Fusion Engineering and Design, 72, 363-375 (2005).
Brooks, J. N., Allain, J. P., Alman, D. A., Ruzic, D. N.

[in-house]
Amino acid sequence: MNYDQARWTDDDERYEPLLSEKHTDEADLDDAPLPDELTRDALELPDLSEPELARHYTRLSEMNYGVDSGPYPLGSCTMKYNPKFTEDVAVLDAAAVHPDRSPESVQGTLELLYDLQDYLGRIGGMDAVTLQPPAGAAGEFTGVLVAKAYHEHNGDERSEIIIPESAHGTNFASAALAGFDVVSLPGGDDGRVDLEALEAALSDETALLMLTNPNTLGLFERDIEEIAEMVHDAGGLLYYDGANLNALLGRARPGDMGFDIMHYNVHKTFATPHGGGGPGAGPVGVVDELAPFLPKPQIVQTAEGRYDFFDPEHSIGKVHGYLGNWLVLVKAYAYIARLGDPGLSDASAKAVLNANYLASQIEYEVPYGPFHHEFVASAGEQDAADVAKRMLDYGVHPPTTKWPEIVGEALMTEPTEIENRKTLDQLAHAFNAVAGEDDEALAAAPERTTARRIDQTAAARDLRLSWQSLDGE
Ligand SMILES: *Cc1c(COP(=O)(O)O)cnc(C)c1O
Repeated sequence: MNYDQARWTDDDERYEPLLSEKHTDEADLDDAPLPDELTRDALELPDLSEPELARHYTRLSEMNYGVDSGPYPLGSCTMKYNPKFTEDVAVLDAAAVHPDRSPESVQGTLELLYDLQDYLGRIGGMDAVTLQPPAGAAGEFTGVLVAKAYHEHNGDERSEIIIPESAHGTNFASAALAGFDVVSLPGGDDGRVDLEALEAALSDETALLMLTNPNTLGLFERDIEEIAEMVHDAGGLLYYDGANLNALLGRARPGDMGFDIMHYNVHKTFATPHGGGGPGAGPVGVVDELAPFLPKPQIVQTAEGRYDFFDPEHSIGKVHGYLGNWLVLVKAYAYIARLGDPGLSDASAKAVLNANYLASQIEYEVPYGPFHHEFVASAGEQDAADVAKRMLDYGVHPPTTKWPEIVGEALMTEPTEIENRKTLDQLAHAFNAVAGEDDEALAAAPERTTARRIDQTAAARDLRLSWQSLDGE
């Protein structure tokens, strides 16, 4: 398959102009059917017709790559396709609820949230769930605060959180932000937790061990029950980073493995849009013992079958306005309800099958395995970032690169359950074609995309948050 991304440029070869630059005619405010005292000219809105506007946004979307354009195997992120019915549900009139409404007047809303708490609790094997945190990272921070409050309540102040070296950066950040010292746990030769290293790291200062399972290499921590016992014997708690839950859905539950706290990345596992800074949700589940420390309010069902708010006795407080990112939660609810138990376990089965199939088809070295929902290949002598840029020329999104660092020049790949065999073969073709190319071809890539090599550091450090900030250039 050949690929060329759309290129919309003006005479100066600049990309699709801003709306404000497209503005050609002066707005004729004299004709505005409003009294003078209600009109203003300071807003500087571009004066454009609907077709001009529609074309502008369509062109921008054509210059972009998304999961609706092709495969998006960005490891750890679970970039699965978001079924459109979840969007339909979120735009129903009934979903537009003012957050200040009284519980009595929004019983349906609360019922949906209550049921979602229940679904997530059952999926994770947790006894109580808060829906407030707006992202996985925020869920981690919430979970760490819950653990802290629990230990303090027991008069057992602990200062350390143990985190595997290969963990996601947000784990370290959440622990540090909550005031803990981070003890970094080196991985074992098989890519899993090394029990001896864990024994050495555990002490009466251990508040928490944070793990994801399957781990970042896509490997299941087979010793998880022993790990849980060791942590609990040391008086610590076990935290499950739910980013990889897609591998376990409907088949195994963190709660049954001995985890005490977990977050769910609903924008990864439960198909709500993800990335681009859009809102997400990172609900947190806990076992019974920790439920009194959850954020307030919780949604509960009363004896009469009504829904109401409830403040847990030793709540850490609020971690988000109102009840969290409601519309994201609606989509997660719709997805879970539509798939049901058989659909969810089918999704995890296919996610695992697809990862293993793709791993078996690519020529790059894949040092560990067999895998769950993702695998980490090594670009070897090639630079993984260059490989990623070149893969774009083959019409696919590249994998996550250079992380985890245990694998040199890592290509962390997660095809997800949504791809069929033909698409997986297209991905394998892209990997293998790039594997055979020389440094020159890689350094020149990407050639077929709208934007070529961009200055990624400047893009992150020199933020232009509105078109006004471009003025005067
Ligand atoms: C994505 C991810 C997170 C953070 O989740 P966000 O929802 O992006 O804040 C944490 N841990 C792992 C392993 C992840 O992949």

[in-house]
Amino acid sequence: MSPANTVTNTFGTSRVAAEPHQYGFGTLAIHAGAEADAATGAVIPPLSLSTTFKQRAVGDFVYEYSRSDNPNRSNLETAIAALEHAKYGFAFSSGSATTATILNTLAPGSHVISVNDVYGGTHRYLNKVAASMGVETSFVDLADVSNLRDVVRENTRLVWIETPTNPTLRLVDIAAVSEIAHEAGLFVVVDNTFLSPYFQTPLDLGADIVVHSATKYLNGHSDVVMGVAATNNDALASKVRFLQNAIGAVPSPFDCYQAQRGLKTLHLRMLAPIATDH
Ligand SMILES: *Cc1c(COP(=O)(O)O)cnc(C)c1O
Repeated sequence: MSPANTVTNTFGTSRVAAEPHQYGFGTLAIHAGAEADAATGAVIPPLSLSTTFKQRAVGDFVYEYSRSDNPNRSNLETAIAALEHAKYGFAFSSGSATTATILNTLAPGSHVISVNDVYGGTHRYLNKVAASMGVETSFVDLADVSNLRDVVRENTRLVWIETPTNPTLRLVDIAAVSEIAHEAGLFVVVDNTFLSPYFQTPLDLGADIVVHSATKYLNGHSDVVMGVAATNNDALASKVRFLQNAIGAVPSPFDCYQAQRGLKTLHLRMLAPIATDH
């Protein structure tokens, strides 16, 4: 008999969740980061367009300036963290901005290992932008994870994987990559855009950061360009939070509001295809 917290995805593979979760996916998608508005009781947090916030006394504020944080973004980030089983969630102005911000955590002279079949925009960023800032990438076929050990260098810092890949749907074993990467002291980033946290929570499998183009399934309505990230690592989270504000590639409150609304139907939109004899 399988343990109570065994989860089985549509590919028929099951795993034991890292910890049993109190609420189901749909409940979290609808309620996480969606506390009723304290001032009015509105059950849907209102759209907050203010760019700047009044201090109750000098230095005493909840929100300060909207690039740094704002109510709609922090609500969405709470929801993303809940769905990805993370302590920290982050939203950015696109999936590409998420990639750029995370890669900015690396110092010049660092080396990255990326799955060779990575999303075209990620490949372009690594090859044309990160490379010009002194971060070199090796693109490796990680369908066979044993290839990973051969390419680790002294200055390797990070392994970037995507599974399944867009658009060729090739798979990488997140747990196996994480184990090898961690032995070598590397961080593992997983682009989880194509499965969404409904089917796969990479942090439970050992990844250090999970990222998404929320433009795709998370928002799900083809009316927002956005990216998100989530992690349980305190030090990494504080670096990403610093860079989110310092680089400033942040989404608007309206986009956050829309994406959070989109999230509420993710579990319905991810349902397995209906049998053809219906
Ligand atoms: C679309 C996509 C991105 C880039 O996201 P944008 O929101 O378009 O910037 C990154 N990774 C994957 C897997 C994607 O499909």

We analyzed beryllium first wall sputtering erosion, sputtered material transport, and T/Be codeposition for a typical next-generation tokamak design—the fusion ignition research experiment (FIRE). The results should be broadly applicable to any future tokamak with a beryllium first wall. Starting with a fluid code scrapeoff layer attached plasma solution, plasma D0 neutral fluxes to the wall and divertor are obtained from the DEGAS2 neutral transport code. The D+ ion flux to the wall is computed using both a diffusive term and a simple convective transport model. Sputtering coefficients for the beryllium wall are given by the VFTRIM-3D binary-collision code. Transport of beryllium to the divertor, plasma, and back to the wall is calculated with the WBC+ code, which tracks sputtered atom ionization and subsequent ion transport along the SOL magnetic field lines. Then, using results from a study of Be/W mixing/sputtering on the divertor, and using REDEP/WBC impurity transport code results, we estimate the divertor surface response. Finally, we compute tritium codeposition rates in Be growth regions on the wall and divertor for D–T plasma shots using surface temperature dependent D–T/Be rates and with different assumed oxygen contents. Key results are: (1) peak wall net erosion rates vary from about 0.3 nm s−1 for diffusion-only transport to 3 nm s−1 for diffusion plus convection, (2) T/Be codeposition rates vary from about 0.1 to 10.0 mg T s−1 depending on the model, and (3) core plasma contamination from wall-sputtered beryllium is low in all cases (< 0.02%). Thus, based on the erosion and codeposition results, the performance of a beryllium first wall is very dependent on the plasma response, and varies from acceptable to unacceptable.